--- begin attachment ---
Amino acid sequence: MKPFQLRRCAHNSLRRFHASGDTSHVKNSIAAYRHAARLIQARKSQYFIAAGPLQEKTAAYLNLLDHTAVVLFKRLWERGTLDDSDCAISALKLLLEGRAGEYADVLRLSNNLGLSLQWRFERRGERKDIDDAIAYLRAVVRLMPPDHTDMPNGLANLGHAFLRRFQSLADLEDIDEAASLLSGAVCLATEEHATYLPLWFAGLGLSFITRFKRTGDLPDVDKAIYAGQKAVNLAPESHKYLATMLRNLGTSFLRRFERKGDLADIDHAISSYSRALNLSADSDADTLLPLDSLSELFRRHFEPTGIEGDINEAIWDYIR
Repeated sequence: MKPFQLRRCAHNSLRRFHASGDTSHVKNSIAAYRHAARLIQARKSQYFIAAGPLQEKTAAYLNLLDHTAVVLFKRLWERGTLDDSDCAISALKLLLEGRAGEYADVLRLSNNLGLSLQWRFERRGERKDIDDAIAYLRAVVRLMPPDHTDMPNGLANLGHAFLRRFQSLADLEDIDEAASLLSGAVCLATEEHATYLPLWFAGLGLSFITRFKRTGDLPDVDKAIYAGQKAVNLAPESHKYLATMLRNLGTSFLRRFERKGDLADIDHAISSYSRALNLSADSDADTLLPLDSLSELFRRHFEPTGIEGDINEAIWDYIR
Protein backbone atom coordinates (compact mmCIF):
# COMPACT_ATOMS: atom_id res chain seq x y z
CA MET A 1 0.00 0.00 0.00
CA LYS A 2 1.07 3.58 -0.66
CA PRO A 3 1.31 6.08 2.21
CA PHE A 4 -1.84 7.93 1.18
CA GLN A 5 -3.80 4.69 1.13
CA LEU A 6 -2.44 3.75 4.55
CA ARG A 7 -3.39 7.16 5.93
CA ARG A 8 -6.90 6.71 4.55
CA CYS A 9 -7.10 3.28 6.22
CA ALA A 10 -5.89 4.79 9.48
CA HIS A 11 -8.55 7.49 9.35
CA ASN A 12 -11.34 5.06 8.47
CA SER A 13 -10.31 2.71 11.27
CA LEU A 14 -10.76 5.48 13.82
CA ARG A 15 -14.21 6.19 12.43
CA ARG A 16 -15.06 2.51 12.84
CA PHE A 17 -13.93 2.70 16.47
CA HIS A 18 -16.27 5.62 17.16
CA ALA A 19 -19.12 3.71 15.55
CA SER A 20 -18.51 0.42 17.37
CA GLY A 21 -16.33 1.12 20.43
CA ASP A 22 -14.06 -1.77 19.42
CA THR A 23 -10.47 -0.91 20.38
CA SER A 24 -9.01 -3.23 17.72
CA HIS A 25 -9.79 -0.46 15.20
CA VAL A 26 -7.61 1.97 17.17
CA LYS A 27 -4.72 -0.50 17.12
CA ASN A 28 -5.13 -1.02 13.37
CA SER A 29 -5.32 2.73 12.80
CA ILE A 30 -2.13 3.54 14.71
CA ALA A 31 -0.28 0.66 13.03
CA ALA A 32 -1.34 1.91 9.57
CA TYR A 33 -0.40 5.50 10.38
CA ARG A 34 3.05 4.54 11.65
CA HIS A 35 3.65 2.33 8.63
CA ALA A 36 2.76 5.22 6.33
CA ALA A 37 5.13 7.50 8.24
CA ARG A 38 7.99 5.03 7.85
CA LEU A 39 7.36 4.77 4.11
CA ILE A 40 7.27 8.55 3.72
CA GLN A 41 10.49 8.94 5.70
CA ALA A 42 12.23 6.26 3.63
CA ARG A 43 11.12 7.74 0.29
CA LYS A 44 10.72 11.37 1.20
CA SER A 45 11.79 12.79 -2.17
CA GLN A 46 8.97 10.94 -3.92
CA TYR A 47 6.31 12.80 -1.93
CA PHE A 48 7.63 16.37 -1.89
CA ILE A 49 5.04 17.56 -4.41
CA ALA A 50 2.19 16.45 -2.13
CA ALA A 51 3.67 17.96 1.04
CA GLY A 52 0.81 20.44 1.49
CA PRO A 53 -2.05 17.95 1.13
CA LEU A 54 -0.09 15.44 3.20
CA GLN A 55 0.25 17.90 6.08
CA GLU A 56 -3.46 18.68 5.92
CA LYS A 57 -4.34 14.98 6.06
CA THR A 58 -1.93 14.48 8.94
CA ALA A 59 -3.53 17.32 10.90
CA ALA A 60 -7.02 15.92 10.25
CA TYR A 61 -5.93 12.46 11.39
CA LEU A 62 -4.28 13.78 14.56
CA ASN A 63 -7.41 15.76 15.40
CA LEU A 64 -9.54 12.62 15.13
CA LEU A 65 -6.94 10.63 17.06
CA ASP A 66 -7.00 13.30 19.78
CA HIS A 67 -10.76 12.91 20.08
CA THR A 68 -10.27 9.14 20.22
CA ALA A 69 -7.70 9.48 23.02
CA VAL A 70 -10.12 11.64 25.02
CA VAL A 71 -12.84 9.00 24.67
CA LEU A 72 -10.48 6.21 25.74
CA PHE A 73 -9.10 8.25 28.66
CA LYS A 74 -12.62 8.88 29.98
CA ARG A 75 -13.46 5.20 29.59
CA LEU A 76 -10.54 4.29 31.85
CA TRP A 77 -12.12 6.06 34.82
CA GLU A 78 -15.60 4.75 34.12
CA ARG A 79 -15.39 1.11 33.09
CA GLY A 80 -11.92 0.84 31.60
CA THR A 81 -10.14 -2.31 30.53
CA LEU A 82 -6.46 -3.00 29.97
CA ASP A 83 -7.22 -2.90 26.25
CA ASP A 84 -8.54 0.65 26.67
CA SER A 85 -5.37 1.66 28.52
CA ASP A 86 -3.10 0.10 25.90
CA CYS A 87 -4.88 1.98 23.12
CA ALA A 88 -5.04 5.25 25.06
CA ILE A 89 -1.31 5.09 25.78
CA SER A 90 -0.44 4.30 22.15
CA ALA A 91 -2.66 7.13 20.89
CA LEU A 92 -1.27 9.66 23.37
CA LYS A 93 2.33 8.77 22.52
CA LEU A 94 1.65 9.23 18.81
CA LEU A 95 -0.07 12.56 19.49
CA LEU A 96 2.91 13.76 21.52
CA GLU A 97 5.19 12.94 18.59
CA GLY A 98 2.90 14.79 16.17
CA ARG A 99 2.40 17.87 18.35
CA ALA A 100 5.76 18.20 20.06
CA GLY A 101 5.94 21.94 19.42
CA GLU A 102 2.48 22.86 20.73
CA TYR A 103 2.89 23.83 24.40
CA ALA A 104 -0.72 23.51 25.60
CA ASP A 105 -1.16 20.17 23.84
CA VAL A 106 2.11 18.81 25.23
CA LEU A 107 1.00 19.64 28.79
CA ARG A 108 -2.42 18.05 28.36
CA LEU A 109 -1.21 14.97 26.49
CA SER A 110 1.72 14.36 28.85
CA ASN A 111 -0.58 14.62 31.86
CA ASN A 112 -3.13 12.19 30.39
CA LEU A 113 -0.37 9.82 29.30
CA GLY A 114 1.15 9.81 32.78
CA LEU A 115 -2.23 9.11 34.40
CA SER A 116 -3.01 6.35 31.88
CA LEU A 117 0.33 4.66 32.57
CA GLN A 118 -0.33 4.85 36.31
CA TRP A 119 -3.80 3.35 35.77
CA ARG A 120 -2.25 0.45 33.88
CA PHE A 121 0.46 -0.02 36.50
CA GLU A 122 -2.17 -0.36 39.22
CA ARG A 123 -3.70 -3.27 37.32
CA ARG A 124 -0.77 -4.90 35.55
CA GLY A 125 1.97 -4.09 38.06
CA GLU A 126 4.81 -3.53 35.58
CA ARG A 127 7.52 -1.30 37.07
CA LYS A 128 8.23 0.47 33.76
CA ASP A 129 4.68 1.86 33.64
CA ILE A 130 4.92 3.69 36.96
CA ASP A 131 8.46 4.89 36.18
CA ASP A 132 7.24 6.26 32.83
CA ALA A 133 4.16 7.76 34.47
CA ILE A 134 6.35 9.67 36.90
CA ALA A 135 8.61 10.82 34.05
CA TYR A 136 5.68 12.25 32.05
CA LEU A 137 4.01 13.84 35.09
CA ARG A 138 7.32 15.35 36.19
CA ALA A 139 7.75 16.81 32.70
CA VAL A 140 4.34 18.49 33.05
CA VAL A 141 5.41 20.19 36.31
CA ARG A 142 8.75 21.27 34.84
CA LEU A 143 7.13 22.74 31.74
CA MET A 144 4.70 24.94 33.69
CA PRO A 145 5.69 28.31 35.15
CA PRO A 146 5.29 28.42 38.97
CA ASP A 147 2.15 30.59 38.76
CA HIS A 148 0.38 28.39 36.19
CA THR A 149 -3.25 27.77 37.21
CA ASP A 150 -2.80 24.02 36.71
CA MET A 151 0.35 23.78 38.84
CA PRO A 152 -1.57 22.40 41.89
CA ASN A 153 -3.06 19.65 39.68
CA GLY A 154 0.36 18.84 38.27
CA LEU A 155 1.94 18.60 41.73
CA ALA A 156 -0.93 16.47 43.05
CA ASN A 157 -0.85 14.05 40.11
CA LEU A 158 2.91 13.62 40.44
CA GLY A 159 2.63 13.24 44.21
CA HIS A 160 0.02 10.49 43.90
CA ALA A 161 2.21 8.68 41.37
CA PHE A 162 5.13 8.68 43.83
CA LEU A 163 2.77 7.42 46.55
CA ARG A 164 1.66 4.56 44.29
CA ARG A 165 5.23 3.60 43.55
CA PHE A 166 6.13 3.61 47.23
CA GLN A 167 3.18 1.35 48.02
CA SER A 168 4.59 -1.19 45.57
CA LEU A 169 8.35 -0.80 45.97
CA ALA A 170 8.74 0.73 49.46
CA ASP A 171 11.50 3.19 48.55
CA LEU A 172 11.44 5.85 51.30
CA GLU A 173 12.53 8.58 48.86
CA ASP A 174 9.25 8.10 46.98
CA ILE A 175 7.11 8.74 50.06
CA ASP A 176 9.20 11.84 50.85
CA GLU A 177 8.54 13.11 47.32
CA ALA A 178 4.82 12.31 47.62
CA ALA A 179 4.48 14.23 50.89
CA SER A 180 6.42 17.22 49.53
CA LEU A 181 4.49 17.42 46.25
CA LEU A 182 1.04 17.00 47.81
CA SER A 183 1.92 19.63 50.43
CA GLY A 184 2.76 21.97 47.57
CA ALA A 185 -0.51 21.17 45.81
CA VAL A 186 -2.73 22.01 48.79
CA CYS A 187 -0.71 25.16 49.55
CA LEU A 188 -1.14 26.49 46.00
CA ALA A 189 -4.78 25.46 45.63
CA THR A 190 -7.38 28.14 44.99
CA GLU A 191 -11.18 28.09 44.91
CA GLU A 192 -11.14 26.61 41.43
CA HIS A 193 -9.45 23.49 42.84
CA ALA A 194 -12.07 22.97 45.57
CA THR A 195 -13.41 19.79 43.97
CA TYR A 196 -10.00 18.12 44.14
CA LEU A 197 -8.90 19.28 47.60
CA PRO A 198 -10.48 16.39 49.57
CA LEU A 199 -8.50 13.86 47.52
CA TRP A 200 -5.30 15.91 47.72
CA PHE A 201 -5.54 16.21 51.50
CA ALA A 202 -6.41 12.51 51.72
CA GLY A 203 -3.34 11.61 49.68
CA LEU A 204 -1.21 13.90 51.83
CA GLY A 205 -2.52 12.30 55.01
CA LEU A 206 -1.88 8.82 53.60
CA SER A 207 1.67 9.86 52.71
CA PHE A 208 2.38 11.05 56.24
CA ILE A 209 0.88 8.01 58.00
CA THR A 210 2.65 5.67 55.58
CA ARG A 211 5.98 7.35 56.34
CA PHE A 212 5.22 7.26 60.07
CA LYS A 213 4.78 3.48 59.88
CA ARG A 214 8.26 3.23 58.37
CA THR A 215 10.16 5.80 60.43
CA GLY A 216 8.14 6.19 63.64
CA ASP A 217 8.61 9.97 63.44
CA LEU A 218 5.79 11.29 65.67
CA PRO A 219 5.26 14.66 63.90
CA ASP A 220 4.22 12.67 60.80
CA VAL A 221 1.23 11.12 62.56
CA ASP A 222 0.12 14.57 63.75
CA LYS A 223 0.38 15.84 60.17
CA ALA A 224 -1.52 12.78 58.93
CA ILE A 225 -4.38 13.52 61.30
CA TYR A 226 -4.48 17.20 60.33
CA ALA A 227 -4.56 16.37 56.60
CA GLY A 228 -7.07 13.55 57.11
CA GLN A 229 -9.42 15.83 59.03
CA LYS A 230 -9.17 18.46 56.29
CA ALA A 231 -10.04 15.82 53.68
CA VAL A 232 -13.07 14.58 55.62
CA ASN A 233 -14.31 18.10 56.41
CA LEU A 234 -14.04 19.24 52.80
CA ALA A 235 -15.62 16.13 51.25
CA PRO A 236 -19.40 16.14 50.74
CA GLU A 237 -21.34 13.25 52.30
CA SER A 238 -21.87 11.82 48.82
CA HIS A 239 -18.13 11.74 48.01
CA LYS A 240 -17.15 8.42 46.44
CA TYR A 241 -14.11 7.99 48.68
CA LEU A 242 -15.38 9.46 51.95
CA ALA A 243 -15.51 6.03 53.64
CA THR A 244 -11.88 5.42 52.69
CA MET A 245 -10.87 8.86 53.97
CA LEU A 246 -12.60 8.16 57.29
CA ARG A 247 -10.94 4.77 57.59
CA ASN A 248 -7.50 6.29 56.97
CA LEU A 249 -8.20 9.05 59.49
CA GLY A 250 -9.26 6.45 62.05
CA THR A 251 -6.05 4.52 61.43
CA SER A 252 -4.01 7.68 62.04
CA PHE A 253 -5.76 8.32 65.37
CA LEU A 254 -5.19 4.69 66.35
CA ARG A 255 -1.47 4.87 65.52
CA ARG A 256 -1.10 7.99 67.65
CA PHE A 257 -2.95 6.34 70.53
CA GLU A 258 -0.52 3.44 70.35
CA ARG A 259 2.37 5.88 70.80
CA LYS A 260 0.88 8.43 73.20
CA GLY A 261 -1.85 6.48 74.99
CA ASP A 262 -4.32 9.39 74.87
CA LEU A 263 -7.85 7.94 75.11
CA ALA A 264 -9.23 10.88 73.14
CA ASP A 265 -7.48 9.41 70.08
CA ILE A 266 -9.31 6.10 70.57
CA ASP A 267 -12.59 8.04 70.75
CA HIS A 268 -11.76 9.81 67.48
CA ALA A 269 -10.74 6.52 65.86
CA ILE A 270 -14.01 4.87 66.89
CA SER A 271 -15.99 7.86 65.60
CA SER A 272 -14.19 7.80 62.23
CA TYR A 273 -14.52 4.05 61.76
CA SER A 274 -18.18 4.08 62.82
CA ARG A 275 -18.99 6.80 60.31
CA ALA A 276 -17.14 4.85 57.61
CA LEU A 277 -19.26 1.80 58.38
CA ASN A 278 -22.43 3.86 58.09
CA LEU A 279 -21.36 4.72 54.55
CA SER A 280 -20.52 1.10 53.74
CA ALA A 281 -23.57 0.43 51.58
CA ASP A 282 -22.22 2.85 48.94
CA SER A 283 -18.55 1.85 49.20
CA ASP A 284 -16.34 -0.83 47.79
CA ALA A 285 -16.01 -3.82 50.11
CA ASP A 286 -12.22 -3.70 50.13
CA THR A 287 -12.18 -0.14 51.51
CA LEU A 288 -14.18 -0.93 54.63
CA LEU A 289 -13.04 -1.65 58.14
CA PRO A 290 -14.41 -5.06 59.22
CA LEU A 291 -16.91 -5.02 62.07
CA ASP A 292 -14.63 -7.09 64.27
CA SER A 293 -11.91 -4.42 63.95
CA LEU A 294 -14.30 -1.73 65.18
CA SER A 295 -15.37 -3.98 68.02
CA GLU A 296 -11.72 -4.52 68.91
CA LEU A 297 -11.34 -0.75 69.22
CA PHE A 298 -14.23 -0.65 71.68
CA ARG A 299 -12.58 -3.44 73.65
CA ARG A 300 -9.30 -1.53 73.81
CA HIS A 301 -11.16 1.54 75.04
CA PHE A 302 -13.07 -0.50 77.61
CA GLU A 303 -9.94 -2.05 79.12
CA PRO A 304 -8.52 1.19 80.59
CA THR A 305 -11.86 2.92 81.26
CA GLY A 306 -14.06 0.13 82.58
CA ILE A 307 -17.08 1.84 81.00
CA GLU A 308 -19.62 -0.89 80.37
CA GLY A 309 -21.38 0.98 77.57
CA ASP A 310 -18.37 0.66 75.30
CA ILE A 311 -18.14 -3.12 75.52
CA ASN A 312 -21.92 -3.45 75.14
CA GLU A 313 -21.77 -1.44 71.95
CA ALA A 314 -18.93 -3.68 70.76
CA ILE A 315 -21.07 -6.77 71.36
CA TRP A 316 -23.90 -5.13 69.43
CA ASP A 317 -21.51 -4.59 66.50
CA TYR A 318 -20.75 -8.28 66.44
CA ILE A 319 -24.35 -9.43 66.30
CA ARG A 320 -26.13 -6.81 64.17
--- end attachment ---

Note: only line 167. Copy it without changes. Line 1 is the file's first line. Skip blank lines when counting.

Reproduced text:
CA LEU A 163 2.77 7.42 46.55